October 19, 2021

Meetings go online in response to virus

Municipal meetings ain’t what they used to be, after Gov. Andrew Cuomo relaxed New York’s Open Meeting Law in response to the spreading COVID-19 pandemic.

The result: More local boards are videoconferencing their meetings, while others are canceling them until they can resume business as usual.

Cuomo’s directive is a temporary tweak to the law, requiring that public bodies, such as municipal boards, enable remotely viewable meetings by “conference call or similar service, provided that the public has the ability to view or listen to such proceeding and that such meetings are recorded and later transcribed.”

The town of Dryden did this last Thursday, having its regularly scheduled board meeting using a video conferencing app called Zoom. Other than town Supervisor Jason Leifer’s voice being weirdly distorted, the routine meeting went smoothly and was attended virtually by a few members of the public in addition to board meetings and town staff. The Cortland planning commission did the same Monday night, and the Homer Village Board will do the same at 6 p.m. today.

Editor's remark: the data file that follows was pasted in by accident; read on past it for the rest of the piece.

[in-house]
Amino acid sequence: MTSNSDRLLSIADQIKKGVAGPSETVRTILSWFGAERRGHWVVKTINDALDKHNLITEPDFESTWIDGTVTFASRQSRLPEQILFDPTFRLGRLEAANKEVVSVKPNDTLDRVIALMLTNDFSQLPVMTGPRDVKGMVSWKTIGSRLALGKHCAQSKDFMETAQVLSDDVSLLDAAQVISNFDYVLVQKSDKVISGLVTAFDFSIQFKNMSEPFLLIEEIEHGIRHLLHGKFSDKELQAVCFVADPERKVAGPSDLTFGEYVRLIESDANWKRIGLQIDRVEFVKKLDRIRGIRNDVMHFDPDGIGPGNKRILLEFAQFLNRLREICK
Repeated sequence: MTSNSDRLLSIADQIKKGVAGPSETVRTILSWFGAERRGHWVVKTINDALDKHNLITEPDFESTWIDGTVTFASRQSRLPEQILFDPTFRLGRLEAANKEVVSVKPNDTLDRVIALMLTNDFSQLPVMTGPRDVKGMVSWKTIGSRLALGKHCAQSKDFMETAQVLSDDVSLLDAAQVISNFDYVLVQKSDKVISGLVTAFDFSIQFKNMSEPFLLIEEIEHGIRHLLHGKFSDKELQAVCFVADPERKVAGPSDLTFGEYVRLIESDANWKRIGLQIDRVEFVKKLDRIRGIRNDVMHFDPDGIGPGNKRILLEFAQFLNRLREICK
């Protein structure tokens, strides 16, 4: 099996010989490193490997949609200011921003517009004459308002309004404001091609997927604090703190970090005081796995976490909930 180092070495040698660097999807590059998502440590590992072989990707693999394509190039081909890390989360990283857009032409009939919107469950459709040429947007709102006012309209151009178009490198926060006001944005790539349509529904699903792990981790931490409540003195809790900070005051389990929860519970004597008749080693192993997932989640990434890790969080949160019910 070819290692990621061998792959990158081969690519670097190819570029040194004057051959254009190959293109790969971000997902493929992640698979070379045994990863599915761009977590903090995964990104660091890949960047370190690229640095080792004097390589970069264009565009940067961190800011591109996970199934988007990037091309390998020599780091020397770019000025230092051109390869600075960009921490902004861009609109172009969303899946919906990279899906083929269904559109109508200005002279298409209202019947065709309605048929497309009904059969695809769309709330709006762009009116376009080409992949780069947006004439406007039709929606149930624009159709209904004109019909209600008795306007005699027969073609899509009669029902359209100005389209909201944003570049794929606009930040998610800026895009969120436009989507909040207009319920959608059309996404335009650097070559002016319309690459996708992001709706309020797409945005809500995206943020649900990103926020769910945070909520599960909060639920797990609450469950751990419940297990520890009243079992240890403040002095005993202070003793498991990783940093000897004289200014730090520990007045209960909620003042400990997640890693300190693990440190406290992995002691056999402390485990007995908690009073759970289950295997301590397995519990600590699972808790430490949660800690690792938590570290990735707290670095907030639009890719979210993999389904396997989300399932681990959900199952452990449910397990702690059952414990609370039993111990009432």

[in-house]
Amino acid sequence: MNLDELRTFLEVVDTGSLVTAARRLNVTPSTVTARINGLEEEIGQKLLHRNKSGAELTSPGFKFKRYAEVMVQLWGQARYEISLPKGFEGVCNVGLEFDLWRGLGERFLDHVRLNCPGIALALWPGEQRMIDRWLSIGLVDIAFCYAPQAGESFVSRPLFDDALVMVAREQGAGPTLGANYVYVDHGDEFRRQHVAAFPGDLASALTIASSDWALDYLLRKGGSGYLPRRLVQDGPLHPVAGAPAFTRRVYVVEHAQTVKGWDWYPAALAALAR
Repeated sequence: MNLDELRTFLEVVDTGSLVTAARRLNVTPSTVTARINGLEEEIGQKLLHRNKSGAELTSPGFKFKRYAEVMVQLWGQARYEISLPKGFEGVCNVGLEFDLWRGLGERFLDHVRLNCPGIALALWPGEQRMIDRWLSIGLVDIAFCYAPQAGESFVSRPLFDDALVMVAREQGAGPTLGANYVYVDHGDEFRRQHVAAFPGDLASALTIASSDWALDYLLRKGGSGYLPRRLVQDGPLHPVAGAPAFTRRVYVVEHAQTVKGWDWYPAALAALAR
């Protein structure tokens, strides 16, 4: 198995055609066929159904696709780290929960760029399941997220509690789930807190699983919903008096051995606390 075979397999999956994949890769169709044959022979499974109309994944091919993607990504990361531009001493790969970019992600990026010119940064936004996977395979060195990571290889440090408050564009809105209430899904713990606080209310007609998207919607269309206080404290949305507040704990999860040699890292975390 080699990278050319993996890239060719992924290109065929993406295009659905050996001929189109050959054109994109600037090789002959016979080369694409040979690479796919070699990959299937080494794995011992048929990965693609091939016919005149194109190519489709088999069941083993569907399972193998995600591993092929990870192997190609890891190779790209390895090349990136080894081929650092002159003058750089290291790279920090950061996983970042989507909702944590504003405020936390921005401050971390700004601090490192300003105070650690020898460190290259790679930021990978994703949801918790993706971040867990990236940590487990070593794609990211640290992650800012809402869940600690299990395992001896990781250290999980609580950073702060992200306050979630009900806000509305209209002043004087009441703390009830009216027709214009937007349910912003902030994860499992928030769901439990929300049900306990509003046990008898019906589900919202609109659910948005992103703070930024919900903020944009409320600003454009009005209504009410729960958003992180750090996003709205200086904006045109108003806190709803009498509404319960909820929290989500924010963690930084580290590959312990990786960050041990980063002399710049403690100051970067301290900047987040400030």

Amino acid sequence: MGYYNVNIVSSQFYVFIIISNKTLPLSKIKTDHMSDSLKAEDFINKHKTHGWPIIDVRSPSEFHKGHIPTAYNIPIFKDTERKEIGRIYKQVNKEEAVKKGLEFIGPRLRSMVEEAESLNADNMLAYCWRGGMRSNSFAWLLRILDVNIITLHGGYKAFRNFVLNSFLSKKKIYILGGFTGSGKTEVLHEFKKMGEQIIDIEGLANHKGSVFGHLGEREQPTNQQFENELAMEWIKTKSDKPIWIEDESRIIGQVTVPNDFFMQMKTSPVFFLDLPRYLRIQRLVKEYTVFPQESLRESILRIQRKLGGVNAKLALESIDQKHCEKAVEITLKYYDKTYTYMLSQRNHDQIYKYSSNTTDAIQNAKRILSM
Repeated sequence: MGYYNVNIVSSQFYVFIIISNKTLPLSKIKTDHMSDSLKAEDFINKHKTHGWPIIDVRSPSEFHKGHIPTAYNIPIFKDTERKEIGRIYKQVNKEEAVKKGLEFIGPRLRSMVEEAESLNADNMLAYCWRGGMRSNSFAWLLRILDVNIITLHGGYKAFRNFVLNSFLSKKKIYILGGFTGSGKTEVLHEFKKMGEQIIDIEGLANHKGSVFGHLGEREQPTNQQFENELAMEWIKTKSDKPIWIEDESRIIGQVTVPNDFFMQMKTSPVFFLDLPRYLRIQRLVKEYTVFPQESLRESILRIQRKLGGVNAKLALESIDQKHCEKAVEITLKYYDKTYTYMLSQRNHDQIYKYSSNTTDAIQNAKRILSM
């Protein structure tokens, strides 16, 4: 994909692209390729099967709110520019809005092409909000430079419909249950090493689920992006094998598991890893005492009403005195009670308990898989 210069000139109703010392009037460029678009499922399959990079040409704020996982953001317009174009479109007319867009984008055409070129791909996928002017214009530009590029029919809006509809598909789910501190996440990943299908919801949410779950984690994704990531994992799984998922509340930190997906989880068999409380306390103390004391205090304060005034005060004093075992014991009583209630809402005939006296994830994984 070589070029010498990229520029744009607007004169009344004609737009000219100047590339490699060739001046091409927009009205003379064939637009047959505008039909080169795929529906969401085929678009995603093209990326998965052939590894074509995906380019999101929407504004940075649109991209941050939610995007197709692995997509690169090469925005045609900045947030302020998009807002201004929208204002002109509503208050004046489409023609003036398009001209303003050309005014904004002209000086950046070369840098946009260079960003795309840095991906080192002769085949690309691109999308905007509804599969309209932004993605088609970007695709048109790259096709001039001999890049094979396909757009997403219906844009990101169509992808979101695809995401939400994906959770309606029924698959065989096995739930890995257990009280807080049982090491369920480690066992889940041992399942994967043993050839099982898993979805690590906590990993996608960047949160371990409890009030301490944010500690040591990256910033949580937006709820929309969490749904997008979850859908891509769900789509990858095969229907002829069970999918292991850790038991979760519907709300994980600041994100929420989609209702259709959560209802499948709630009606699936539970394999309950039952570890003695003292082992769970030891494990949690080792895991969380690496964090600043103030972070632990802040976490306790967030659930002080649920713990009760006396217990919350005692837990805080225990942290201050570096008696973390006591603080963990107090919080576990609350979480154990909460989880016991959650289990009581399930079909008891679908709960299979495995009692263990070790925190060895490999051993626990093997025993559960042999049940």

“I think this is going to be a trend for the future,” said Joe McMahon, Cortland’s planning commission chairman.

A crucial requirement of the new state directive: The public must be notified of how to access the videoconference, said Kristen O’Neill, assistant director of the Committee on Open Government.

“I would advise them that they should make the access information available to the public,” O’Neill said.

Just telling the public that a certain meeting will be video conferenced is not enough: “The public audience needs direction on how to do that,” she said.

But some officials object to online meetings, such as Jim Reeners, vice chairman of the city planning commission. Reeners refused to attend Monday night’s meeting, saying he did not think the board was providing the public proper access. Reeners was the only board member who did not attend.

“I’m not participating because I don’t believe the meeting can be held in the manner that we are supposed to hold them,” he said.

Reeners said he didn’t think the public had adequate notice of the meeting, and he also does not think video conferencing is a substitute for meeting in person. He said he tried, but failed, to have the meeting canceled.

Cancellation is the route that one municipality — Cortlandville — has decided to take for the next few weeks, said town Supervisor Tom Williams. Williams said he was not confident that videoconferencing would make town meetings accessible to everyone who wanted access. In line with that view, Cortlandville officials decided to cancel the March 31 planning board meeting as well as the April 1 town board meeting.

The next Cortlandville town board meeting is scheduled for April 15, but that could change if the state stay-at-home order persists, Williams said.